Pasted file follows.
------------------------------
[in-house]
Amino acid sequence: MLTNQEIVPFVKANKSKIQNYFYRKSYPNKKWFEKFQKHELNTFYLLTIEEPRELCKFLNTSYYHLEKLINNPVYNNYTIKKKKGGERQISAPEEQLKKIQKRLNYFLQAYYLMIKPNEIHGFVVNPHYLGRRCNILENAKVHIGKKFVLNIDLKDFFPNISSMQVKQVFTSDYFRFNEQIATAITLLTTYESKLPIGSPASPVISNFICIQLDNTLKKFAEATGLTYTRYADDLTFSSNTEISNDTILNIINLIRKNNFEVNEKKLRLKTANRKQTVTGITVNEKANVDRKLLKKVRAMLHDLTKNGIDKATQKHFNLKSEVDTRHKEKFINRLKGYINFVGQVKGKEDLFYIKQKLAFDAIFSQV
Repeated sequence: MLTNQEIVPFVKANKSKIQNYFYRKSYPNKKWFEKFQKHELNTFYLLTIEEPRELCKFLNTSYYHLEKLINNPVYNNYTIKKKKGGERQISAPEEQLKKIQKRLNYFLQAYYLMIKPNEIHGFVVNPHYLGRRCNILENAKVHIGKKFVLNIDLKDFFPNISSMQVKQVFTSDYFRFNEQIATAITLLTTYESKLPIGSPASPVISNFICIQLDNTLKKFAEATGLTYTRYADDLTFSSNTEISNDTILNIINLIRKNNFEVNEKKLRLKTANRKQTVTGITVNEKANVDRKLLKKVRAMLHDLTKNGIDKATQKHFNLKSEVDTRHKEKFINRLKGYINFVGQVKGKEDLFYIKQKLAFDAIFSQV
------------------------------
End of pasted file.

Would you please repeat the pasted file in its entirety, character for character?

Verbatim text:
[in-house]
Amino acid sequence: MLTNQEIVPFVKANKSKIQNYFYRKSYPNKKWFEKFQKHELNTFYLLTIEEPRELCKFLNTSYYHLEKLINNPVYNNYTIKKKKGGERQISAPEEQLKKIQKRLNYFLQAYYLMIKPNEIHGFVVNPHYLGRRCNILENAKVHIGKKFVLNIDLKDFFPNISSMQVKQVFTSDYFRFNEQIATAITLLTTYESKLPIGSPASPVISNFICIQLDNTLKKFAEATGLTYTRYADDLTFSSNTEISNDTILNIINLIRKNNFEVNEKKLRLKTANRKQTVTGITVNEKANVDRKLLKKVRAMLHDLTKNGIDKATQKHFNLKSEVDTRHKEKFINRLKGYINFVGQVKGKEDLFYIKQKLAFDAIFSQV
Repeated sequence: MLTNQEIVPFVKANKSKIQNYFYRKSYPNKKWFEKFQKHELNTFYLLTIEEPRELCKFLNTSYYHLEKLINNPVYNNYTIKKKKGGERQISAPEEQLKKIQKRLNYFLQAYYLMIKPNEIHGFVVNPHYLGRRCNILENAKVHIGKKFVLNIDLKDFFPNISSMQVKQVFTSDYFRFNEQIATAITLLTTYESKLPIGSPASPVISNFICIQLDNTLKKFAEATGLTYTRYADDLTFSSNTEISNDTILNIINLIRKNNFEVNEKKLRLKTANRKQTVTGITVNEKANVDRKLLKKVRAMLHDLTKNGIDKATQKHFNLKSEVDTRHKEKFINRLKGYINFVGQVKGKEDLFYIKQKLAFDAIFSQV